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The Thinker

The Thinker
Staring out the BUS, thinking abt life..

Sunday, February 3, 2008

Issues close to the heart (from The Star)

While reading this article in The Star newspaper, I thought I would like to share it with all. It's just my wonder why certain issues are only address when elections are nearing and not on a consistent basis. Sometimes it get me thinking whether the BN is sincere in practising what's being said and promise at times...or is it a cyclical motiont that only happens once every 5 years.
Anyway, enjoy reading it. The article is quite long and it's taken from

IN an interview at the Prime Minister's office last week, Datuk Seri Abdullah Ahmad Badawi Abdullah spent more than an hour tackling a host of questions ranging from the expected tough fight from the opposition against the Barisan, particularly the MCA and Gerakan, in the urban seats and the anti-establishment pattern among these voters.
In an unusually frank interview, Abdullah spent over an hour and 40 minutes at the Chinese Room of his office sharing his thoughts on how the Government intended to fight crime and the increasing cost of living – two major issues affecting Malaysian voters.
The Barisan Nasional chairman also spoke about how the lives of Malaysians had been made easier because of the huge subsidy given but many are unaware and have seemingly taken it for granted.
As his body guards hinted their impatience because the interview had delayed his departure to Kota Kinabalu, the Penang leader looked at his watch and asked his press secretary Teoh Ai Hua, another Penangite, in Hokkien “kooi tiam leow” (what time is it?), apologising for the abrupt end to the interview and suggested it should continue at another time at Seri Perdana, his official residence.
“We shall continue at my house. Please be on stand by, there is plenty of work to do and I want to talk about what the government is doing,” he said.
Elections and the economy
Wong: The election fever has started with all political parties busy making preparations. Many are expecting you to dissolve Parliament after the Chinese New Year with polling in March. Is this a fair assessment?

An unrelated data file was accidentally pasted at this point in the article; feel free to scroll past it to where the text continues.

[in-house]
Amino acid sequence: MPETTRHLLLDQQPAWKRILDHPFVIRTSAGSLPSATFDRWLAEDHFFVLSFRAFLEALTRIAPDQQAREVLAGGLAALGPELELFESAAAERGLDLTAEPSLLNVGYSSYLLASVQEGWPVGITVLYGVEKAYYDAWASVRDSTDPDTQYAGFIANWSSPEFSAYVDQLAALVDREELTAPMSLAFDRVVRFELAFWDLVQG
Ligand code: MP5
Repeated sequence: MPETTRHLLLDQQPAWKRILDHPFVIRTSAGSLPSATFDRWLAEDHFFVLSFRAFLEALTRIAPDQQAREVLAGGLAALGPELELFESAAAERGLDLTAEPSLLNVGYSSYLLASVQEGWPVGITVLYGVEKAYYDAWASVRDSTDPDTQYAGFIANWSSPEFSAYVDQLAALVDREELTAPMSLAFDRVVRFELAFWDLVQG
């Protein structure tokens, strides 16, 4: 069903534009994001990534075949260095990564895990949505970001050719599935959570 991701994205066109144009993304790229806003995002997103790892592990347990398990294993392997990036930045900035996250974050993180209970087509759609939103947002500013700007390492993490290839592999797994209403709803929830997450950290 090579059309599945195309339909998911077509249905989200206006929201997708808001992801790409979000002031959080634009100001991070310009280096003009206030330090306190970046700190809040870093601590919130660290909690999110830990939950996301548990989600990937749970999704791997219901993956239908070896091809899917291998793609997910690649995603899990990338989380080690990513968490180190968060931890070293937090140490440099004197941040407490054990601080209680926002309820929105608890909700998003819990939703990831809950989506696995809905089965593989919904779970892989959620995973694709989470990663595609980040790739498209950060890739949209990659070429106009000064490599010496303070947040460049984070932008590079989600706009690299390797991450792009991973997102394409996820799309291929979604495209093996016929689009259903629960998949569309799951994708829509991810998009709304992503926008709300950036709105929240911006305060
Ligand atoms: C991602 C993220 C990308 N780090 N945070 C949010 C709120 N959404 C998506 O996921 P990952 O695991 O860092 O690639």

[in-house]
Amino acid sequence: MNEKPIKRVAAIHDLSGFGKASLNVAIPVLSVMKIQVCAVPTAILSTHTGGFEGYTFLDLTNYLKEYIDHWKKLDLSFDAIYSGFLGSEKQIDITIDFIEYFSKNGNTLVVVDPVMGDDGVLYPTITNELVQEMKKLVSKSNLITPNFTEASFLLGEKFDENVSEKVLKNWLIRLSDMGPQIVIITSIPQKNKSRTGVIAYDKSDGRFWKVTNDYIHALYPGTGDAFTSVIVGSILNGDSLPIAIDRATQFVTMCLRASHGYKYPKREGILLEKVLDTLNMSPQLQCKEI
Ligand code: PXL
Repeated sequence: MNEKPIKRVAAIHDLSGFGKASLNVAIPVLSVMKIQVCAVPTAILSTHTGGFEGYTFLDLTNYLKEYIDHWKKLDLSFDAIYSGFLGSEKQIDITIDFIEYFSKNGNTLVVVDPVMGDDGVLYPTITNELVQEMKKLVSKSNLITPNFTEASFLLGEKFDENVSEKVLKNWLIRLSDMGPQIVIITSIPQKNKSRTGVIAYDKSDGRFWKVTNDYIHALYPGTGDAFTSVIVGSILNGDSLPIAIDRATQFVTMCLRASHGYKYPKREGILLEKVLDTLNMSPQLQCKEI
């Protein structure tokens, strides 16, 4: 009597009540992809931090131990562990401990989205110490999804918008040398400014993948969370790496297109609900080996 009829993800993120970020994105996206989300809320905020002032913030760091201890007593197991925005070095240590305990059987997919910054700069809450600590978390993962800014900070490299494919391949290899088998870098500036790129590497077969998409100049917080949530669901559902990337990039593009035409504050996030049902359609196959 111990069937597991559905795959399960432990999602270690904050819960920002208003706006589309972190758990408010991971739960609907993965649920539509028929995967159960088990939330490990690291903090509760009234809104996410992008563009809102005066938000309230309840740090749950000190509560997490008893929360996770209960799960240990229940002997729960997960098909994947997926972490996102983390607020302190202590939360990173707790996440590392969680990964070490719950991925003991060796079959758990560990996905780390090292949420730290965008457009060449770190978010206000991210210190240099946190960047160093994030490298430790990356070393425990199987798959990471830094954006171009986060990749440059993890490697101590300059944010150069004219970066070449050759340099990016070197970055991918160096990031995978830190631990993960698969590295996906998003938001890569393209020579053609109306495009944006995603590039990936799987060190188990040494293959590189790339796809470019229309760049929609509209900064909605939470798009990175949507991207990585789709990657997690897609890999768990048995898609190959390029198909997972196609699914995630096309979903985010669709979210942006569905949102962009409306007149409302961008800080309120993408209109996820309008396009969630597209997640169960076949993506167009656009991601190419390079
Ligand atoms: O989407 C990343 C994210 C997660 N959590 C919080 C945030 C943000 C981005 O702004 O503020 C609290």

Abdullah: It will be this year. (laughter)
Wong: In the urban areas, Barisan Nasional politicians say they are expecting a tough fight from the Opposition. How are you going to handle this?
Abdullah: In a way, I would say yes because there have been grouses on all sorts of issues from the public ranging from the escalating price of oil, prices of goods, transport and others. We cannot dispute that this situation has primarily been caused by the rise in oil prices but then again, the public needs to be educated about this. They must understand that it is not the government's doing to increase oil prices but rather a cause and effect from the global economy.
In addition, when compared to other countries our oil prices are relatively low, especially since we provide fuel subsidies to the public. And we must also remember that the portion subsidised by the government is more than what the public is paying.
But coming back again to the point, I expect all parties to work hard and fight for every vote. We have to convince voters why we are worthy and Barisan Nasional has the track record to show the voters. We don't just depend on rhetoric, press statements and ceramah to win votes. We don't make unrealistic promises either.
Wong: The government has been providing subsidy from petrol to cooking oil. Have Malaysians become so used to such subsidies, which has reduced the cost of living, that many do not accept that the rising costs are due to the global trends?
Abdullah: I believe so. It has become a kebiasaan (normality) to them. I must say that the situation has been managed properly and the people must understand that what we are experiencing is a global phenomenon and not just an issue that affects Malaysia.
We now spend about RM40bil on subsidies, which is not a sustainable situation. Each country has its own problem. Take for example food prices in the United States that have gone up because they use corn to be converted into ethanol. Simple economics will tell us that when a shortage is created, regardless of the product, there will be an increase in price. I suppose it is convenient to blame the government, but people should really look at it as a global issue.
Wong: Many urban voters are said to be unhappy with the Barisan. To be more precise, the non-Malays talk about punishing Umno leaders for certain statements made that have angered them.
Abdullah: Every party has its share of this kind of people – those who have made statements without first thinking about the consequences of their words. I feel it is unfair to judge Umno based on what a few people say, since the party has more than two million members and more than 100 MPs.
Our policy responses have been measured even though some of these people have made these kinds of statements. Ultimately, I would not condone any sentiments which are hurtful or insulting, especially to other races. It is their responsibility to not terlanjur kata (go overboard with words) and they should be also accountable for their actions.
If you remember, during my winding-up speech in 2006 (at the Umno General Assembly), I said Umno must be supported and respected by all races. But support and respect must be earned. And the delegates clapped. They supported my statement.
People should remember that Umno is committed to power sharing. Even in areas where non-Malays are a minority, Umno is prepared to make way for our MCA or MIC friends; they are our loyal partners. Umno will fight against PAS or PKR in favour of MCA or MIC candidates.
In Ijok, we stood firm in appointing an MIC candidate and vigorously campaigned for him, even though the opposition selected a Malay candidate. (Deputy Prime Minister) Najib campaigned hard for him. Even I went to visit Ijok once. Other Umno leaders went too. And he was elected with an increased majority. We did not succumb to the politics of race.